Strike three for fans will be the style. "Bebop" is an anime but it was mostly grounded, it only leaned into being an anime for comedy purposes. The live-action series, on the other hand, goes for hyper cartoony styling. Everything is bathed in neon, the sets look like they're from a college production, the CG is "Spy Kids" level, the fight sequences are deliberately slow, the majority of the characters overact to a Razzy nominee degree (especially Vicious). There's also the photography. There are plenty of interesting shots in each episode and many times I would have commended the creativity. But when there isn't a neat way to frame the characters, they just go for a canted angle instead. For as cheap as the show looks, you'd think they could afford a third leg for a tripod. At first I was fine with it but as the series progressed I realized three-quarters of your time watching "Bebop" you're seeing everything as if you're standing on an incline.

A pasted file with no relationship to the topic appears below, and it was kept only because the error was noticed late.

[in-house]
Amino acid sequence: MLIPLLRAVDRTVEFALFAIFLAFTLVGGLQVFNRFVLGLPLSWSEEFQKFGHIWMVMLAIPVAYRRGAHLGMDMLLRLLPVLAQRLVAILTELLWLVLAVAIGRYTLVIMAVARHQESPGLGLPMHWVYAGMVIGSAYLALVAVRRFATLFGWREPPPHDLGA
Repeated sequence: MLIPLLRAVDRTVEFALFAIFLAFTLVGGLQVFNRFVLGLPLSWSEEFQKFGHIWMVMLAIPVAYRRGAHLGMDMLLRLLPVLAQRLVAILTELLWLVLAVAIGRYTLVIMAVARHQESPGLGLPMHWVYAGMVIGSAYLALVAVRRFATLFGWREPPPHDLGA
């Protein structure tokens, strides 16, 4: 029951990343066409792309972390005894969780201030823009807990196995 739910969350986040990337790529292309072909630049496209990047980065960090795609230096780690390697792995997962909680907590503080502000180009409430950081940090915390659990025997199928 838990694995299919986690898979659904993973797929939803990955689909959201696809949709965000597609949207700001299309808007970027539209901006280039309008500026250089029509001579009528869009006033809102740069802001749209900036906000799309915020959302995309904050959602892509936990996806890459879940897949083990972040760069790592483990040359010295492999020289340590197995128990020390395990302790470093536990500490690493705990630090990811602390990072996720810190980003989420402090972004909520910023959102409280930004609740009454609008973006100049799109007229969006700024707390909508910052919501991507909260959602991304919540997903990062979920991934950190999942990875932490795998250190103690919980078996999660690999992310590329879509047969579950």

But then you get to the actual cartoonish moments from the anime such as Ed (which is already an infamous clip) and the Big Shots bounty hunter show. That's when the series goes from competent but questionable to entirely questionable. Like watching a high school anime club recreate a scene from the show. It's embarrassing. But also, being a non-fan and not enduring physical pain seeing these scenes, I spent more time laughing at how anyone thought these were a good idea.

Three strikes you're out right? A bad remake of the plot with a generally bad script, characters who act nothing like their anime counterparts, and an overall style that screams "Spy Kids" or "The Scooby-Doo Movie" over "Cowboy Bebop".

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The problem is, for all the problems, I kind of love this series.